Story 23

November 23, 2020

Oisille tells us yet another story of mistaken identity during sex in the dark night and of a woman who prefers to die once she is dishonored. Unlike the mule-driver’s wife in the first tale Oisille tells (story 2), this woman dies by her own hand, then inadvertently kills her infant son and sets off a misunderstanding that leads her brother to kill her husband (or her husband to kill her brother, in some manuscripts). The fact that it was a Franciscan, the confessor of the woman and her husband, who dishonored the woman and caused this triple tragedy prompts Oisille to include in her narration a denunciation of Christians who place their confidence in good works like “austerity of life, fasting and chastisement” rather than in “the grace given by our good God through the merit of His Son” and “the life given to sinners through His goodness and mercy”—one of many signs of Marguerite de Navarre’s strong interest in evangelical reform.

According to Renja Salminen, this story is likely the first one that Marguerite de Navarre wrote and could not have been written before 1545, so it is an important clue in dating the composition of the collection.

Here’s the start of this story in one of the manuscript versions of the Heptameron (BN fr. 1511) from the mid-sixteenth century at the Bibliothèque nationale de France in Paris.

2 thoughts on “Story 23

  • I feel that the death of the infant shows that both the Franciscan and the woman raped are condemnable. The guilt of the Franciscan is quite evident, but the sudden, almost burlesque death of the woman’s son, whose face is crushed by his own mother’s feet, is a sign that the woman is also a sinner by taking her life. Indeed suicide is one the highliest sins. Punishing the small child, whose innocence is pointed out (“petit enfant, duquel l’innocence ne peut le garantir qu’il ne suyvist par mort sa douloureuse et dolente mere”), is showing that her mother’s act is reprehensible. This contributes to distinguish two kinds of suicide in l’Heptaméron: martyr (like Amadour – a heroical suicide) and suicide out of despair (like the mother in tale 23).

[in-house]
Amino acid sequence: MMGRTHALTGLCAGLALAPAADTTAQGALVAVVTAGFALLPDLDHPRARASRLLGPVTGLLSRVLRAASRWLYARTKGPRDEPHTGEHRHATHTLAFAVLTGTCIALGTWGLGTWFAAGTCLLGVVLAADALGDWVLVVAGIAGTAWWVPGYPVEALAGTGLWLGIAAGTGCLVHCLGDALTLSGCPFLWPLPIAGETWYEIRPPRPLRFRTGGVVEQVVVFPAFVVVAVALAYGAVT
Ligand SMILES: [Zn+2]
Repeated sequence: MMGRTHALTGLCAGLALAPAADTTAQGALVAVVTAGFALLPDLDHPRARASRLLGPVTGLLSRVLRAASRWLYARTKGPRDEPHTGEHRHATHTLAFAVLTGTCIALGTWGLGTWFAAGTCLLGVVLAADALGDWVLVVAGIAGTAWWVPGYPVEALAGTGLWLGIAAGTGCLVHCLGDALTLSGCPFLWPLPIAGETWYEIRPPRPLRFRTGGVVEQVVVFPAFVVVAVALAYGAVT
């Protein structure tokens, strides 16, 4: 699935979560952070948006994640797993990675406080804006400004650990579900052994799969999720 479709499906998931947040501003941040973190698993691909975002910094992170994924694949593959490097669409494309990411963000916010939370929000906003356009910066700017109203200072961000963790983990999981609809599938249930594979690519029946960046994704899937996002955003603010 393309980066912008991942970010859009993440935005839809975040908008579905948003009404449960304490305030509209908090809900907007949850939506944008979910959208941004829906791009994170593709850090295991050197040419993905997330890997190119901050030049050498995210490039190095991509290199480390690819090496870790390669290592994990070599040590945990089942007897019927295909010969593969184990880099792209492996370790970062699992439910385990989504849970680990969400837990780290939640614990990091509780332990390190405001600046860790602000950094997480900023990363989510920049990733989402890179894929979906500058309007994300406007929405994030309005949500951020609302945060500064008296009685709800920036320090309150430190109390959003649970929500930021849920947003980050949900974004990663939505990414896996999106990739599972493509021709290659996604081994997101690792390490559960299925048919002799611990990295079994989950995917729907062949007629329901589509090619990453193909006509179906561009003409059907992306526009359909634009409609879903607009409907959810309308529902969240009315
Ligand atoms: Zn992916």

I think that this tale could be one of the many signs of Navarre’s evangelism according which suicide is blameworthy.

  • There is definitely a different sort of dynamic in this horrific tragedy: whereas in the previous story the evil deeds of one religious man affected the lives of several individuals who did nothing wrong but fell prey to the power of the prior, here the various characters who are the victims of the evil Franciscan also fall victim to their own erroneous perceptions and a foolish tendency to act without recourse to reasonable caution or one’s own inner strength. This multiple tragic ending comes after 240 lines, so a third less than in the previous story, and this novella’s timeline is much more condensed, thus not providing the unbearable Machiavellianism of the previous story.

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